30 November 2007

Guiding the Ones You Love

By  Amr abu Khalil
I believe that the stories of the holy Qur'an are some of the greatest miracles. So I stop and contemplate them many times believing in the deep meanings within each one. One of the stories that never fails to hold my attention is the one about Prophet Nuh (Noah) — peace be upon him — and his son. There is a unique dialogue that took place between the father and the son who refused to accept the message; the son insisted on disbelief, going with those who denied the truth of Prophet Nuh's message.
The pure fatherly feelings of Prophet Nuh toward his disobedient son is thrown into the spotlight when Allah's miracles come to the aid of Prophet Nuh. The flood had begun and the prophet and his followers were about to board the ark. At this moment, Prophet Nuh does not forget his son despite the Prophet's belief, and the Qur'an describes this touching scene between a kind father and a disobedient, unbelieving son:

[And it moved on with them amid waves like mountains, and Nuh called out to his son, and he [the son] was aloof, "O my son, embark with us, and be not with the unbelievers] (Hud 11:42–47)

A Lesson in Education

Let's stop and learn, as parents and as educationalists, from the above verses and the story. The first thing to observe in this context is that many parents, especially religious ones, imagine that they can impose this commitment to religion on their children and that as long as they are religious, their children have to be so. Parents can get so nervous and worried if their children show any rejection or resistance to this enforcement. This fury can create a violent attitude toward dealing with children as their parents impose what they see right. The confrontation becomes more acute, and the situation is no longer a healthy education process. Certain questions arise, like:

  • "How can I accept my son to be like that?"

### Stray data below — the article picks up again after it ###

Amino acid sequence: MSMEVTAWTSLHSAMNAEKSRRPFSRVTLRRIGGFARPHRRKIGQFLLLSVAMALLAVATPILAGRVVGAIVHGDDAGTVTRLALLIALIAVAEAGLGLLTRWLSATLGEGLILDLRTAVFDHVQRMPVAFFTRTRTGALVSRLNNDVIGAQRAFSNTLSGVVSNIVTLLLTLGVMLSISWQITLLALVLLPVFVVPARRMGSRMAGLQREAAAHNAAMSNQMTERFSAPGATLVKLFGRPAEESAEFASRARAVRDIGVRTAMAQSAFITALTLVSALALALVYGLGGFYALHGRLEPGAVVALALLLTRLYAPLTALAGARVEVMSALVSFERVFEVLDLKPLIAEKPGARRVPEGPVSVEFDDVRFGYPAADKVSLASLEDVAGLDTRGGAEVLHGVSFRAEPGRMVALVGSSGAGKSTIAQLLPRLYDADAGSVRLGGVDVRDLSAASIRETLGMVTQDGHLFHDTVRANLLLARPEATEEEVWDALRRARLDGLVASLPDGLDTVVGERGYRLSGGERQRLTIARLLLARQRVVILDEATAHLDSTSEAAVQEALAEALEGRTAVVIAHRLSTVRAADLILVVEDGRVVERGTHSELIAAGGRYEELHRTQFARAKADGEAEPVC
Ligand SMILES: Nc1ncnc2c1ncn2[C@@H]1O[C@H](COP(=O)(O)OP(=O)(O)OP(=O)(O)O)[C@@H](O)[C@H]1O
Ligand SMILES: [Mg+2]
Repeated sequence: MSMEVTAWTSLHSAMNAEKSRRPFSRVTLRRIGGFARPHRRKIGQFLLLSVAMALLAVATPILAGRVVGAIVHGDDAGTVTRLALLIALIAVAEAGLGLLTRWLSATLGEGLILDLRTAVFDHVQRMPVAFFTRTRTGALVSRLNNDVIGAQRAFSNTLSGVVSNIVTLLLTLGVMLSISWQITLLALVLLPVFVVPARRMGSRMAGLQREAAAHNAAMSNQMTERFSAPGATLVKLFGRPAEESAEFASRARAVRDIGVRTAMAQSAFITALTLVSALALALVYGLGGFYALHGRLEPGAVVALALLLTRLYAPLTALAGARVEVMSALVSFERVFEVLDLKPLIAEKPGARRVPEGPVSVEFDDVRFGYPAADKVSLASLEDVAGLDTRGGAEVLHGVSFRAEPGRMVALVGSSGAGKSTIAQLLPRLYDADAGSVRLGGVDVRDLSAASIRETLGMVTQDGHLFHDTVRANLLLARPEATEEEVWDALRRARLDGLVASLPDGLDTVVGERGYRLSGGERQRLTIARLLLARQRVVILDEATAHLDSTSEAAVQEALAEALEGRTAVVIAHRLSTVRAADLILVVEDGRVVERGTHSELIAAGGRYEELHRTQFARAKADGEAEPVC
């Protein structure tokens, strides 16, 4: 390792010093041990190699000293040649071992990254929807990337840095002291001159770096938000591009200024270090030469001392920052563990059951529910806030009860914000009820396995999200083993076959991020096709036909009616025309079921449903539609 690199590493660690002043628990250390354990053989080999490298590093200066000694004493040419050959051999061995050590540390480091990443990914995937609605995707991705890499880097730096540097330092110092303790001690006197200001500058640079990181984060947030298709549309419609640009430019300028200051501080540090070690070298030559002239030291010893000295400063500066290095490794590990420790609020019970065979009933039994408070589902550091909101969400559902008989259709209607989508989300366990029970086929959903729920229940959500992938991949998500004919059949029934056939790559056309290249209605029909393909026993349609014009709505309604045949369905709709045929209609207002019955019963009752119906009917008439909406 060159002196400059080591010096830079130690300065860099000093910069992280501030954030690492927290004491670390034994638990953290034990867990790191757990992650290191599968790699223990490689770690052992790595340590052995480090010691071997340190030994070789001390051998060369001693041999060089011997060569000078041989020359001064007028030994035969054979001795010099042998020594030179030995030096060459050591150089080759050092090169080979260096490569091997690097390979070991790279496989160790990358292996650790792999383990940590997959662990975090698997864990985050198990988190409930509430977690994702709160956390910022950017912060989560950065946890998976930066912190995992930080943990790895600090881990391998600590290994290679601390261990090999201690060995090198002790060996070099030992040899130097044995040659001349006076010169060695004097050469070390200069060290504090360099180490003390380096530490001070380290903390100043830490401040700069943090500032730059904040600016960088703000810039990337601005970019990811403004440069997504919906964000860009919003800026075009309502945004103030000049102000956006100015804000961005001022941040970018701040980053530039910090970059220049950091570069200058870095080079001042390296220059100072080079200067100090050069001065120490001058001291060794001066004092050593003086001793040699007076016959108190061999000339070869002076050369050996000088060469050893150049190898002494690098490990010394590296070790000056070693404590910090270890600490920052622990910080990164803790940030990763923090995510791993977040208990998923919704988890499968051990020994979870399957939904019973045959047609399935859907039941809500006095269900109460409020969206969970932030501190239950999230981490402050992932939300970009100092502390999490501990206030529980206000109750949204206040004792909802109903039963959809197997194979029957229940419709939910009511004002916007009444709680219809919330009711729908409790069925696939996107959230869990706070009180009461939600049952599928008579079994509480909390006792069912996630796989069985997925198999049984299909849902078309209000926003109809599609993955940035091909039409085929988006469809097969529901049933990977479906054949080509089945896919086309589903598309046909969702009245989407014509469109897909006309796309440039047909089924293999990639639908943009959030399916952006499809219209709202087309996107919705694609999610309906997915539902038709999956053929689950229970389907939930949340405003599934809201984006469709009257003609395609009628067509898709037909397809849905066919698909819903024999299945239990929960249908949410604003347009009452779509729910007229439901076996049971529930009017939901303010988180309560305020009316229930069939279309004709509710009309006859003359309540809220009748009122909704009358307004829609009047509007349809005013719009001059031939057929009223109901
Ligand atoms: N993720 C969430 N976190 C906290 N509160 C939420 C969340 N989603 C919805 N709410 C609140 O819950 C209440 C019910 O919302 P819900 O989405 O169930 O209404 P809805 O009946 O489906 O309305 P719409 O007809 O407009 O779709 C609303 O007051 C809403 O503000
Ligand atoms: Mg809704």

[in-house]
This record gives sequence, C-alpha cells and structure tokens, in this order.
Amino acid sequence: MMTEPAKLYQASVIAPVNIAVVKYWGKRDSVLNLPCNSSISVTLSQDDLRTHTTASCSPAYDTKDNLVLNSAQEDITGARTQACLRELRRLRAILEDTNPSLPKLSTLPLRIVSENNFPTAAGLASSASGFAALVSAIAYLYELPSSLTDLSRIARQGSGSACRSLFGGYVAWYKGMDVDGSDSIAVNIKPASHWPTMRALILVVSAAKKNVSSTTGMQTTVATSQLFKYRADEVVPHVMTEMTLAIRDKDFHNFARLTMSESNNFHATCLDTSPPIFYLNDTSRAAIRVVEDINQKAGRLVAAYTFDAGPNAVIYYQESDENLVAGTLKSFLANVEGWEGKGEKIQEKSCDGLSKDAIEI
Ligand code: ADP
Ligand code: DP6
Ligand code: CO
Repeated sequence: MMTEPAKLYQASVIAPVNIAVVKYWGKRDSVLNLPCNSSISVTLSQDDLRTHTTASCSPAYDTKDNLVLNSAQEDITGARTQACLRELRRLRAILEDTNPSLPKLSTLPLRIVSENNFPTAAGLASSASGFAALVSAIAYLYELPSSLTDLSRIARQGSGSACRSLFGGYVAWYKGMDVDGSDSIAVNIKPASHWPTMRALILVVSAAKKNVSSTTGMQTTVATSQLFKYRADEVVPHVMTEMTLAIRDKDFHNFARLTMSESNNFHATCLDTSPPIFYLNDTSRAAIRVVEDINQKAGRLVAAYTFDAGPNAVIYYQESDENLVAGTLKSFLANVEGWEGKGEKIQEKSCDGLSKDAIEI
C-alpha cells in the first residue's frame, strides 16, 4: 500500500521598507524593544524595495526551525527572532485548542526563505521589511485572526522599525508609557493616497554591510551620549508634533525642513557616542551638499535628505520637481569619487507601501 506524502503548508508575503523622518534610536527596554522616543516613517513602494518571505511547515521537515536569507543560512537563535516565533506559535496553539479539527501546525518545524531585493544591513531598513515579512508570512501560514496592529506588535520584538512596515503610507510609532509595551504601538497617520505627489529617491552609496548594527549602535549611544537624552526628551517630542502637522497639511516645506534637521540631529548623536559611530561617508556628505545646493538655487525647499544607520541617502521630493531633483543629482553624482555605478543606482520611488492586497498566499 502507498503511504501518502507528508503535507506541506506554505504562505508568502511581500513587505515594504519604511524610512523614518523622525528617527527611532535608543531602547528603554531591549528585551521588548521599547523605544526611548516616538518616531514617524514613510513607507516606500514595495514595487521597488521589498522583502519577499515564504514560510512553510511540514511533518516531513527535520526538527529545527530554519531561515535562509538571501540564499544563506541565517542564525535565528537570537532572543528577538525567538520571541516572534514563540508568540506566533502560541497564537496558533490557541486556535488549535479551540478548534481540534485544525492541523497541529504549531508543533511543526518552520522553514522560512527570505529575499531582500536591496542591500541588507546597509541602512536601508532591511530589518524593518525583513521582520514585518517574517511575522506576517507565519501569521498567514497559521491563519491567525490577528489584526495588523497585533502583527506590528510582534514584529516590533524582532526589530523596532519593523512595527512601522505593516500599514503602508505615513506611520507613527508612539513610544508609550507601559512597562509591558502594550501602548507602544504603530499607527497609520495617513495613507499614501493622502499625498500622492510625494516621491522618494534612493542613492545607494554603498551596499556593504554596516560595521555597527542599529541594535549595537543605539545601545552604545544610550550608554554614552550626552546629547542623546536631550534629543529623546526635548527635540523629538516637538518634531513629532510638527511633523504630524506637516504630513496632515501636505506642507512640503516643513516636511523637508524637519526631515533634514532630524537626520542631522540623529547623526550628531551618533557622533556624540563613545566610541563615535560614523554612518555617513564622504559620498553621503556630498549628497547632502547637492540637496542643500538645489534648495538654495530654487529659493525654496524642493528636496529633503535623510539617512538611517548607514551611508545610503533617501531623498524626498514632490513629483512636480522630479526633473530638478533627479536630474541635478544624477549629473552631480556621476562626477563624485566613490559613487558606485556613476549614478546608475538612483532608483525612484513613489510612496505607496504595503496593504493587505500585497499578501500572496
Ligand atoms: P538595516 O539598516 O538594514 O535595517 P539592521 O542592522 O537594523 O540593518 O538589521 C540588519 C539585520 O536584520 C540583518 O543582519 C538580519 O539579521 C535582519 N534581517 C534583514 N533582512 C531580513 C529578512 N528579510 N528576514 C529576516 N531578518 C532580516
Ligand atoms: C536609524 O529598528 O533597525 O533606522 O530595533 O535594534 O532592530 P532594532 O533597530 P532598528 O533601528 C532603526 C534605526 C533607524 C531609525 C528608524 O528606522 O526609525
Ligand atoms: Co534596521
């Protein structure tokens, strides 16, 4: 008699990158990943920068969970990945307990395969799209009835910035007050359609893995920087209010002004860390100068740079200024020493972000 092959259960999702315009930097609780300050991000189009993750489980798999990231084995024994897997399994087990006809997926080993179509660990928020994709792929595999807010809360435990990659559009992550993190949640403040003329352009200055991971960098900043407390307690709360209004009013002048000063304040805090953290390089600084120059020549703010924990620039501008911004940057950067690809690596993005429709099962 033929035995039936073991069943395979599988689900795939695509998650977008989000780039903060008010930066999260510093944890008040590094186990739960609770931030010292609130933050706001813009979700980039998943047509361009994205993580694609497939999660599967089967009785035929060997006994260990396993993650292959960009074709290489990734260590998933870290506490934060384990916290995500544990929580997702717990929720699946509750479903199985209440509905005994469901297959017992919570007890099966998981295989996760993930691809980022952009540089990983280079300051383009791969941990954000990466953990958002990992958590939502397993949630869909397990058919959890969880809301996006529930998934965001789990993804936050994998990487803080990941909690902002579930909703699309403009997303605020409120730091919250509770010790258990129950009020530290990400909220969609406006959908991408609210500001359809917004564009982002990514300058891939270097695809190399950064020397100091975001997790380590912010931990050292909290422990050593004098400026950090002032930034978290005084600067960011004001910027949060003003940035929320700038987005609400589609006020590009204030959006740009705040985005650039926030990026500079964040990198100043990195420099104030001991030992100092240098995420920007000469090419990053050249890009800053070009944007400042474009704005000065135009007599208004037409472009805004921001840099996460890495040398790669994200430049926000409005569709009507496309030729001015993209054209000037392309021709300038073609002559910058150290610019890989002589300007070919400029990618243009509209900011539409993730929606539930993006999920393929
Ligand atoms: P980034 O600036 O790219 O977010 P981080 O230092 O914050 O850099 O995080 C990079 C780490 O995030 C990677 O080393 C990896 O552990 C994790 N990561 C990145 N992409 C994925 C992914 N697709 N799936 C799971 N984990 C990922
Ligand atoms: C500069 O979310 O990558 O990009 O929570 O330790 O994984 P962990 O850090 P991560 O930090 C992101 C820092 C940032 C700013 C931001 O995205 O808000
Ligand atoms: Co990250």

• "How can I imagine that my daughter is like this when I am the practicing Muslim whom others take as a role model?"

We believe that we love our children "conditionally" (that is, for them to be in the best condition), even if we have to impose, for we are doing it for their own good.

Going back to the story of Prophet Nuh, he did not see his fatherly authority as one to impose faith on his son. He did not see his son's rejection of the truth as a reason to be outraged enough to give up the approach of dialogue. In that bleak moment, he told his son,

[O my son, embark with us, and be not with the unbelievers.] (Hud 11:42)

The son being assured, knowing his father's methods (i.e. his father wouldn't force him to do anything) and thinking he is completely safe, did not board the ark. Prophet Nuh's natural response as a father moved him to beseech help from Allah, Who gave judgment:

[O Nuh! Surely he [your son] is not of your family; surely he is (the doer of) other than good deeds; therefore, ask not of me that of which you have no knowledge] (Hud 11:46)

At that point, Prophet Nuh complies with the command of Allah and asks for forgiveness.

Mutual Understanding

The issue then is easier and clearer. Parents will not be able to impose guidance on their children. The method of upbringing is one of dialogue, understanding, and advice; when the children make their own choices, they take responsibility for these willful choices. Parents should not carry the burden of what their children have done. Prophet Nuh made every effort to guide his son to the truth until the last moment, but his son insisted on his choice.

What the story of Prophet Nuh and his son calls for is balance and moderation in weighing things. It is neither an over-reliant, passive outlook that does not interfere in directing children because Allah decides their fate based on their choices, which we cannot change, nor is it a materialistic outlook that sees the situation as if they were only causes and theories to apply and get calculated results as if in a laboratory where we prepare formulas and equations and worry if the next step does not go as planned.

Balance from the parents' side in raising their children leads to calm and stability for their children, and it helps them to lead a life free of excessive worrying. Prophet Muhammad had a strong relationship with his uncle who supported his call to Allah but died as an idolater. It is Allah's will to teach humanity that faith in Almighty Allah regarding the issues of its daily life lends them tranquility and comfort on all levels whether it has to do with money, children, and one's marital life or parents. The Qur'an also affirms this method, not just in parent-child relationships, but also in marital relationships as with Prophet Nuh and Prophet Lut (Lot) and their respective wives.

Let the final reminder be as follows:

[Surely you cannot guide whom you love, but Allah guides whom He pleases, and He knows best the followers of the right way] (Al-Qasas 28:56)

Dr. Amr Abu Khalilis a doctor of psychiatry in Alexandria, Egypt and General Manager of the Center for Social & Psychological Help also in Alexandria.

Source: islamonline.net

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